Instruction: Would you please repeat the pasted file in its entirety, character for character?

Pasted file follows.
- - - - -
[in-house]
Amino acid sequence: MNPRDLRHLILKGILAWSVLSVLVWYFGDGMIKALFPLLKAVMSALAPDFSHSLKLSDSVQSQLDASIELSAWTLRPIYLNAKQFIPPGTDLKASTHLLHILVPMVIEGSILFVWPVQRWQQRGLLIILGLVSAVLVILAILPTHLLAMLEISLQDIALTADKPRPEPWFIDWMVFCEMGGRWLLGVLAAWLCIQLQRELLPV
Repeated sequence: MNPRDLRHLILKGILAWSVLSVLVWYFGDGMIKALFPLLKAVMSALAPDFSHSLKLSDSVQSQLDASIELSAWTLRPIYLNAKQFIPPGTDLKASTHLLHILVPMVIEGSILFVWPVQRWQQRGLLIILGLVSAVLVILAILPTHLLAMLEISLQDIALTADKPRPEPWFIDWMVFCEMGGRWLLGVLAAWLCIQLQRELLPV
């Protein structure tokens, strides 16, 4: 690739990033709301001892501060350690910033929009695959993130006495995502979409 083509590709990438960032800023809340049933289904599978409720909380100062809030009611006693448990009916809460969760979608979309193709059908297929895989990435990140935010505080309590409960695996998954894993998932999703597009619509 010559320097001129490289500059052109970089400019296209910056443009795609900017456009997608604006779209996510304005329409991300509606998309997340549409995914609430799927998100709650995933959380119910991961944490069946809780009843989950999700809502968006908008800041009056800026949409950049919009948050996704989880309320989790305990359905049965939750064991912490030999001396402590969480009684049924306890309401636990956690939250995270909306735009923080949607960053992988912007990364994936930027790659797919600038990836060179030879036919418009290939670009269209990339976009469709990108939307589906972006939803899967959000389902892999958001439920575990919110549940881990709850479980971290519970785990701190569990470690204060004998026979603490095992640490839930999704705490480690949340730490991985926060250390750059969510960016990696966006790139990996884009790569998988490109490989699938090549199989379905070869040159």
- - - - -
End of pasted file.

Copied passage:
[in-house]
Amino acid sequence: MNPRDLRHLILKGILAWSVLSVLVWYFGDGMIKALFPLLKAVMSALAPDFSHSLKLSDSVQSQLDASIELSAWTLRPIYLNAKQFIPPGTDLKASTHLLHILVPMVIEGSILFVWPVQRWQQRGLLIILGLVSAVLVILAILPTHLLAMLEISLQDIALTADKPRPEPWFIDWMVFCEMGGRWLLGVLAAWLCIQLQRELLPV
Repeated sequence: MNPRDLRHLILKGILAWSVLSVLVWYFGDGMIKALFPLLKAVMSALAPDFSHSLKLSDSVQSQLDASIELSAWTLRPIYLNAKQFIPPGTDLKASTHLLHILVPMVIEGSILFVWPVQRWQQRGLLIILGLVSAVLVILAILPTHLLAMLEISLQDIALTADKPRPEPWFIDWMVFCEMGGRWLLGVLAAWLCIQLQRELLPV
């Protein structure tokens, strides 16, 4: 690739990033709301001892501060350690910033929009695959993130006495995502979409 083509590709990438960032800023809340049933289904599978409720909380100062809030009611006693448990009916809460969760979608979309193709059908297929895989990435990140935010505080309590409960695996998954894993998932999703597009619509 010559320097001129490289500059052109970089400019296209910056443009795609900017456009997608604006779209996510304005329409991300509606998309997340549409995914609430799927998100709650995933959380119910991961944490069946809780009843989950999700809502968006908008800041009056800026949409950049919009948050996704989880309320989790305990359905049965939750064991912490030999001396402590969480009684049924306890309401636990956690939250995270909306735009923080949607960053992988912007990364994936930027790659797919600038990836060179030879036919418009290939670009269209990339976009469709990108939307589906972006939803899967959000389902892999958001439920575990919110549940881990709850479980971290519970785990701190569990470690204060004998026979603490095992640490839930999704705490480690949340730490991985926060250390750059969510960016990696966006790139990996884009790569998988490109490989699938090549199989379905070869040159």